Musculoskeletal complaints can account for up to 20% of all consultations in primary care ; therefore, it can often be difficult for general practitioners to identify patients with suspected inflammatory rheumatic disorders. Indeed, AxSpA only accounts for around 5% of cases of chronic back pain , which also increases the difficulty in deciphering which patients require referral to a rheumatologist . In AxSpA, the early differentiation of inflammatory versus mechanical back pain is important because of the major differences in their management and treatment . As such, a number of criteria have been proposed to clinically differentiate inflammatory from mechanical back pain. The Inflammatory Back Pain (IBP) Experts’ Criteria are robust, easy to apply, and have been validated in the international ASAS study on new classification criteria for AxSpA . Therefore, these criteria, where at least four of five of the following parameters are present: (1) age at onset no greater than 40 years; (2) insidious onset; (3) improvement with exercise; (4) no improvement with rest; and (5) pain at night (with improvement upon getting up), are recommended for defining IBP in the ASAS-endorsed recommendations for early referral . Whether these recommendations will prove useful for different non-rheumatic referring specialists has yet to be demonstrated.
Increasing Knowledge and Awareness for Patients and Physicians
Increasing disease awareness and education at the level of both the patient experiencing and physician treating back and/or joint pain may help facilitate early identification and referral of patients with spondyloarthritis. The working group agreed that disease education initiatives focusing on patients with suspected PsA or AxSpA, particularly targeting new (or inexperienced) patients, as well as provision of peer-to-peer support services, are needed to reduce patient delay in seeking a diagnosis. Implementing public awareness programs and increasing spondyloarthritis-focused Internet and website information may also help in this respect . Moreover, enhancing general practitioners’ and other healthcare professionals’ knowledge and awareness about the heterogeneous clinical presentation of PsA and AxSpA through professional education programs, self-administered questionnaires, and referral guidelines is also crucial [42,43,44].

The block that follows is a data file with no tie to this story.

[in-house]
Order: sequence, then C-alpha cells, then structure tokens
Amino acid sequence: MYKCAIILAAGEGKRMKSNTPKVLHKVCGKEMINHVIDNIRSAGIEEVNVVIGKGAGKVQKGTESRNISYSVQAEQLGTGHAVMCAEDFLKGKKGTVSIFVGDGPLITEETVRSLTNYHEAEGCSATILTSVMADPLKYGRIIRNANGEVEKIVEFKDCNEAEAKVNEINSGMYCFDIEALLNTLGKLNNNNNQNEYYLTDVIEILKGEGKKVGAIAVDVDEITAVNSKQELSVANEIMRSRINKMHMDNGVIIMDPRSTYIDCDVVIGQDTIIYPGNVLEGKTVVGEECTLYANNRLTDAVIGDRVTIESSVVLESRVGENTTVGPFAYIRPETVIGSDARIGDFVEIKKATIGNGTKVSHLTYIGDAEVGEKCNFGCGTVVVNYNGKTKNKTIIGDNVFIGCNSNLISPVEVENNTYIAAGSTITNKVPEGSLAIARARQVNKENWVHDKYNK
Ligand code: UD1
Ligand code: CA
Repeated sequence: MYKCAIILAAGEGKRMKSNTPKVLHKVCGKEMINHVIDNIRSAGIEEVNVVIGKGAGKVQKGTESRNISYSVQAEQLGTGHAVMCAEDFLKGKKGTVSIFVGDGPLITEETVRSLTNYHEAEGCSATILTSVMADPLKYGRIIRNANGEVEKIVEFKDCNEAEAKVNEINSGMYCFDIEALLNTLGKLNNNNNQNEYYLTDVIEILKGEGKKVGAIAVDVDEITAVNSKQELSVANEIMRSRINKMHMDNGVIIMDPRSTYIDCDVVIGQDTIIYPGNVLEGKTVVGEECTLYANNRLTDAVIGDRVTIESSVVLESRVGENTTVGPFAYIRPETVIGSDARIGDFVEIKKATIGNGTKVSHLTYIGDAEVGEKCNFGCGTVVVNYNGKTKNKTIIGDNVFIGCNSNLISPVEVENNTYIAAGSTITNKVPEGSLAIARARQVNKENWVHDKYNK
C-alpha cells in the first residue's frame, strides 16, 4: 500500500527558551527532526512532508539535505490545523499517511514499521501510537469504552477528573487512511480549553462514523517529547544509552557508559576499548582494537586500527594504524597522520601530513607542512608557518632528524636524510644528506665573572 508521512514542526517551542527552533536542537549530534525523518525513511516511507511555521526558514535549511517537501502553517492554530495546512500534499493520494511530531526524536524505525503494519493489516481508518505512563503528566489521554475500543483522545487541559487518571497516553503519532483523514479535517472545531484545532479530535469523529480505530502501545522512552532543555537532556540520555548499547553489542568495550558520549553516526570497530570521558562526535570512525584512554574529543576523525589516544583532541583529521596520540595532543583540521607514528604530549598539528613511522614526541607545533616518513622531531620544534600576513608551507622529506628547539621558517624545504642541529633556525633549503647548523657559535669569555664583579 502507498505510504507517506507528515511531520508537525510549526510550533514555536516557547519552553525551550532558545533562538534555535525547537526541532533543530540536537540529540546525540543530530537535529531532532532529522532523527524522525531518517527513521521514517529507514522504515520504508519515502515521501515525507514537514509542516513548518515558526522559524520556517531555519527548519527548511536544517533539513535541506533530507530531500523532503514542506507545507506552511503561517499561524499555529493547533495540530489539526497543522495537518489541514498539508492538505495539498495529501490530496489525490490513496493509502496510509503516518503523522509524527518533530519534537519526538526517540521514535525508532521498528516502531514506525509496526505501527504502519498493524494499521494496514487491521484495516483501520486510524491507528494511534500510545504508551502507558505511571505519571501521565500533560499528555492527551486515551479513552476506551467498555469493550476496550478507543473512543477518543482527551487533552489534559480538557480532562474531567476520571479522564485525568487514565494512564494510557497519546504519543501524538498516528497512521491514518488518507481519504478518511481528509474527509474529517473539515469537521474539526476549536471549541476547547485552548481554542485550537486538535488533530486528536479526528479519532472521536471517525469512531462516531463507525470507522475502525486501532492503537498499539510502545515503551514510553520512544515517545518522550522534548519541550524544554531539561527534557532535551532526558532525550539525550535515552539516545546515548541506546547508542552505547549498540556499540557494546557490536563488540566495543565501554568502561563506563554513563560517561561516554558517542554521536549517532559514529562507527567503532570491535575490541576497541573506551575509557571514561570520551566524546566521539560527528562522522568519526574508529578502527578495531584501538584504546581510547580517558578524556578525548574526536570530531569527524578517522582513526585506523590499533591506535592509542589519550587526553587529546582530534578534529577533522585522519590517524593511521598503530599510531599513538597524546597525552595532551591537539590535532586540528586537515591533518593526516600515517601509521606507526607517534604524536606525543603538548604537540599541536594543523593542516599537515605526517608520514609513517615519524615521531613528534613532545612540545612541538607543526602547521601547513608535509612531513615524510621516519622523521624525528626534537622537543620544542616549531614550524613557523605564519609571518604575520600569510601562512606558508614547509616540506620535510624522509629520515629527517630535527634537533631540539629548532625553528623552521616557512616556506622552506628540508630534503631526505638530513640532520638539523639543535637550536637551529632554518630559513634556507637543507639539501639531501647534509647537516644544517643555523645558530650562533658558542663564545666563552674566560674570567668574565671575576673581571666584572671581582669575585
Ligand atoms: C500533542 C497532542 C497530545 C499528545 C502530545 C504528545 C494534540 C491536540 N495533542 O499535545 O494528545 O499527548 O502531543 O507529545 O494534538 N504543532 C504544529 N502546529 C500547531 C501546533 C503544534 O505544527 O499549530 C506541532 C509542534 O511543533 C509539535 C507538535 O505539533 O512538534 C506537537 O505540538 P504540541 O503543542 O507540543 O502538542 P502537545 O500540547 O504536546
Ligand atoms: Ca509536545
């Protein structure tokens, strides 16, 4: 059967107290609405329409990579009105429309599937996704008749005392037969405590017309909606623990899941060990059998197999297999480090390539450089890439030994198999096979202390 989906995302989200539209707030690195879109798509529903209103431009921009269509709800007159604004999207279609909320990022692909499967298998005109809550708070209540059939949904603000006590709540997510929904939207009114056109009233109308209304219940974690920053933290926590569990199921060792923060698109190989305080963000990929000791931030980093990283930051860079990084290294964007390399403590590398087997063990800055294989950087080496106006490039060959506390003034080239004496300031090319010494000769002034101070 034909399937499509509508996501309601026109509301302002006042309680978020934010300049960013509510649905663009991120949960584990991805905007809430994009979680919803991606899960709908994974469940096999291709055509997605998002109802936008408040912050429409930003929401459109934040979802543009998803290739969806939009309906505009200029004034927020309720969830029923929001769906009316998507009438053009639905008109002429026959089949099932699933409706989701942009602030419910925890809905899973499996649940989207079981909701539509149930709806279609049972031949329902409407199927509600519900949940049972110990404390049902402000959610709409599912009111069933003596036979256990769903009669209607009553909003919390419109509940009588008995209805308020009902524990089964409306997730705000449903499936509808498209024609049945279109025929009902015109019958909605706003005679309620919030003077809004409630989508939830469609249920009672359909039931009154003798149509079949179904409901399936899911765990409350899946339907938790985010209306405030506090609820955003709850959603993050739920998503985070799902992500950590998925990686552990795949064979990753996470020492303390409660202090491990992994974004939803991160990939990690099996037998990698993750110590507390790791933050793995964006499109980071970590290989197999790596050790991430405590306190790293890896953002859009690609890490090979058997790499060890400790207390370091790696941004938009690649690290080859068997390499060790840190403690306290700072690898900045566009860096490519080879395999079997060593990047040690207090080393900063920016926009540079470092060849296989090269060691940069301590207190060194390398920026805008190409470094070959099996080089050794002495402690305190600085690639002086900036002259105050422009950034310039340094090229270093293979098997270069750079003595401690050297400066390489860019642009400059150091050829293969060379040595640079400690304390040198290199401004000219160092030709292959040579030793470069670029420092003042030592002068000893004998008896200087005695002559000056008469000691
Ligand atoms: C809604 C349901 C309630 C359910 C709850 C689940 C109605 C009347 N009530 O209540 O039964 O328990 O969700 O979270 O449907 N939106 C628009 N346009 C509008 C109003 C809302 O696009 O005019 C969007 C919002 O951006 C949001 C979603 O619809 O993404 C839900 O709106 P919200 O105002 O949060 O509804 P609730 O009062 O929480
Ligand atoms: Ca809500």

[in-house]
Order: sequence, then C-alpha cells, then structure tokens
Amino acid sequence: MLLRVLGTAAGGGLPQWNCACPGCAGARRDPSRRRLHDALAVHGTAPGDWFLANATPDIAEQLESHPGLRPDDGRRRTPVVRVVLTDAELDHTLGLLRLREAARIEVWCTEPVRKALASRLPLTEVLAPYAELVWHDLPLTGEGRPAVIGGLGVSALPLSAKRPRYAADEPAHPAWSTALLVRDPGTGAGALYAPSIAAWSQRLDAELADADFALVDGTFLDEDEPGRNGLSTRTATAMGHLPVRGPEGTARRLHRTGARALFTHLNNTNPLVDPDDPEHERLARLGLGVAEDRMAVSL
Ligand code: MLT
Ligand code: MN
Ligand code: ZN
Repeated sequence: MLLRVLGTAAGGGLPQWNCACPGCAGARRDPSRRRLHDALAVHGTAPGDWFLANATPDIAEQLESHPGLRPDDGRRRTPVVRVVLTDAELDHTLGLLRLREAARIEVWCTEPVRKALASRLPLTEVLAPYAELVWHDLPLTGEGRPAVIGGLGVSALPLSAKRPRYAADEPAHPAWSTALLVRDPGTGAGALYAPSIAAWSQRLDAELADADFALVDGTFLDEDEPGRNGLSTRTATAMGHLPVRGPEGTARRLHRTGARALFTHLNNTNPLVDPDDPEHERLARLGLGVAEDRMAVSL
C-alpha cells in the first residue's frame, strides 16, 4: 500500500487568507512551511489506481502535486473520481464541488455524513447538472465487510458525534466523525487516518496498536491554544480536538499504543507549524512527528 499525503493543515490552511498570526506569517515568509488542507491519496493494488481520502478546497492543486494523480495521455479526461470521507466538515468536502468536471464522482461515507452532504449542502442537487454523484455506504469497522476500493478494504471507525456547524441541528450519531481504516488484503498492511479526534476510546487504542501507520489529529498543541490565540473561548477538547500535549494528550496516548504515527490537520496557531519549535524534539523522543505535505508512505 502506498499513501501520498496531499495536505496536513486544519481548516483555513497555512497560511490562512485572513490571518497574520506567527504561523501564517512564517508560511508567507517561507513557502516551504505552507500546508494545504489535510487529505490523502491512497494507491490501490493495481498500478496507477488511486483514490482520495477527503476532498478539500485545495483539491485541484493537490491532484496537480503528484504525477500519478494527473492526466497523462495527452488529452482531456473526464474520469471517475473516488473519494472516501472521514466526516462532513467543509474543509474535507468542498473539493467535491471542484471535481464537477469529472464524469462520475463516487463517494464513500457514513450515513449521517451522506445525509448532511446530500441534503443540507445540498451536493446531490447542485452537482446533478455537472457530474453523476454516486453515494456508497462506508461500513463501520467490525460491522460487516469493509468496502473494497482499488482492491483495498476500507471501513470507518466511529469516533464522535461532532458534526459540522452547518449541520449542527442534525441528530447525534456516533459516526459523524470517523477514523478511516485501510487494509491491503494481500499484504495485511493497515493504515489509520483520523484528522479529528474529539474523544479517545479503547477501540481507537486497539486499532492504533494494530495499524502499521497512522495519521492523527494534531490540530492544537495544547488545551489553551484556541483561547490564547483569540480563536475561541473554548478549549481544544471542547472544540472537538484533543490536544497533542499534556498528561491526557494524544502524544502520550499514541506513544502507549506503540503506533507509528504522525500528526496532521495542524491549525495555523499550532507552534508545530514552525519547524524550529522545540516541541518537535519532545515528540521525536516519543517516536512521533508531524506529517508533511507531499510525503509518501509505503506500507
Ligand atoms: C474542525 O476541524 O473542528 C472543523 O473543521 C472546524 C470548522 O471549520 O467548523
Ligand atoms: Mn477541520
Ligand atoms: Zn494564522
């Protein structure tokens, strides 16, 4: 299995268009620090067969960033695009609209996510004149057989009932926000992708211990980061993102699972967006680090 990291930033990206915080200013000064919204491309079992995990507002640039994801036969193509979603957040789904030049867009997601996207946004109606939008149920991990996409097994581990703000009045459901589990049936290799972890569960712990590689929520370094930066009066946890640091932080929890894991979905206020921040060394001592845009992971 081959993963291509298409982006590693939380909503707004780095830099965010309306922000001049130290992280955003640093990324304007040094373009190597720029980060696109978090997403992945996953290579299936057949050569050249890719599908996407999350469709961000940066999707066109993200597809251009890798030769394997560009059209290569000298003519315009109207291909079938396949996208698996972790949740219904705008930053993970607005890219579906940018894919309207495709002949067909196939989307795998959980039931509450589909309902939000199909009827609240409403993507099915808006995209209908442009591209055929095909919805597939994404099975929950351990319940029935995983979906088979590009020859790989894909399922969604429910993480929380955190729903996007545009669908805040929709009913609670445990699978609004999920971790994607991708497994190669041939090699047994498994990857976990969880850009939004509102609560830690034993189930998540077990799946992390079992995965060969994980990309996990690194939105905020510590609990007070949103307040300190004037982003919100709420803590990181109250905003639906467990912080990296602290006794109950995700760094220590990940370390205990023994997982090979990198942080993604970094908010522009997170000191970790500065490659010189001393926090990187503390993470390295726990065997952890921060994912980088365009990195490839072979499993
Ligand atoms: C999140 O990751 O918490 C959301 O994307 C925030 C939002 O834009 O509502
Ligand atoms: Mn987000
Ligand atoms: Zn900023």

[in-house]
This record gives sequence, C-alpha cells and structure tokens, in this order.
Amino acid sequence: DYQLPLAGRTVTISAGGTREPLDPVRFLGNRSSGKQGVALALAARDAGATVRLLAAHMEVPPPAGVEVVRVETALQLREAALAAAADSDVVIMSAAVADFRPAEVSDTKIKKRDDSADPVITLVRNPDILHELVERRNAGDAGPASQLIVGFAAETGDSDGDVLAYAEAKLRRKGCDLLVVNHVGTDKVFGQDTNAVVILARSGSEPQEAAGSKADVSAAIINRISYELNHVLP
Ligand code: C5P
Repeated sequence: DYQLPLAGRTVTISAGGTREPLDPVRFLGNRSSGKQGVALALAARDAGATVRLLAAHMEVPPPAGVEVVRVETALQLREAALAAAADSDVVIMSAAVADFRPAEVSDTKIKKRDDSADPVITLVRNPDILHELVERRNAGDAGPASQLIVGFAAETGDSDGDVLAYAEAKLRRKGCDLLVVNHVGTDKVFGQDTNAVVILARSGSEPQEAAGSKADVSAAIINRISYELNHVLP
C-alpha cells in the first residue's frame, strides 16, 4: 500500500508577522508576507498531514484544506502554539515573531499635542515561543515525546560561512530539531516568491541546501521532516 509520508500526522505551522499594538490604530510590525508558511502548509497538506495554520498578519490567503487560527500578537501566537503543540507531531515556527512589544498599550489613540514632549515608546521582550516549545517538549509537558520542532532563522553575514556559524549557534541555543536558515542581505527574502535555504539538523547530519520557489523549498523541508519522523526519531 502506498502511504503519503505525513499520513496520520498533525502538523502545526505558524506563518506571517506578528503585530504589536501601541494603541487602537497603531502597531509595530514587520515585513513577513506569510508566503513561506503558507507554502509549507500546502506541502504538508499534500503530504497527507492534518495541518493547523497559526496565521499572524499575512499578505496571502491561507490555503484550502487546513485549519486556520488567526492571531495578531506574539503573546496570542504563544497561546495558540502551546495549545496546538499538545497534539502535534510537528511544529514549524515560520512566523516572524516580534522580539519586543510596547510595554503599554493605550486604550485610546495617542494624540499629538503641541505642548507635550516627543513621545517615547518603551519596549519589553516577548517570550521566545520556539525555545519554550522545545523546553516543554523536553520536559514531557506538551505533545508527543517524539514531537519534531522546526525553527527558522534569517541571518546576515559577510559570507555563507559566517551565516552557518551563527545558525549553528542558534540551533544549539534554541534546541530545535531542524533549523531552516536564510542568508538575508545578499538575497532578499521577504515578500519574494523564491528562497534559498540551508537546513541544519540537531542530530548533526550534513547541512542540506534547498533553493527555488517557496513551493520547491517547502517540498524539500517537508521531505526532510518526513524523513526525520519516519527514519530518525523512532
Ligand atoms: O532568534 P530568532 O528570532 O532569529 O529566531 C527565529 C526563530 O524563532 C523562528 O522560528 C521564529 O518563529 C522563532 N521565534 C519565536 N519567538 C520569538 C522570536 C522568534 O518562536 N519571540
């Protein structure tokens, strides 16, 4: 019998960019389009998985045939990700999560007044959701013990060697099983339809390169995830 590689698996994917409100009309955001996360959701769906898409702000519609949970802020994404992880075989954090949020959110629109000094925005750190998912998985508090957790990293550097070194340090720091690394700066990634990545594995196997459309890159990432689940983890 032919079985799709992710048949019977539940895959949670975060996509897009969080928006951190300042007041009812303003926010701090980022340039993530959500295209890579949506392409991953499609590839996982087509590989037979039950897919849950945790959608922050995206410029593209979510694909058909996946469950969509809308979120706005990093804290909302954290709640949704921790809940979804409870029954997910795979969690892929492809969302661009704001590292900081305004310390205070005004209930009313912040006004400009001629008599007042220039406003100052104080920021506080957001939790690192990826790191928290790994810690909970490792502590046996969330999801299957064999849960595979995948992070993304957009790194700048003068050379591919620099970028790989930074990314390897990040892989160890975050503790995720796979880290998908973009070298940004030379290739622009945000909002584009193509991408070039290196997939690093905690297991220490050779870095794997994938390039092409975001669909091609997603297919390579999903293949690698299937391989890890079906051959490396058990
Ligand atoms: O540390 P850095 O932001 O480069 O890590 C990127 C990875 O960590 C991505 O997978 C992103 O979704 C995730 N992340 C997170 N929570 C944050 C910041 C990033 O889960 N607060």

There is some evidence to suggest that implementation of such initiatives can have a positive impact on reducing diagnostic delay. A recent prospective, multicenter controlled study demonstrated that after specific spondyloarthritis-aimed training, a general practitioner’s consideration to refer patients with symptoms of axial and peripheral spondyloarthritis increased by more than 40% . As discussed above, data from the DANBIO registry also suggest marked improvements in the time from symptom onset to diagnosis over recent years . Furthermore, data from two large UK centers show that reported new cases of AS increased by 51% between 2009 and 2013 versus the preceding 5 years .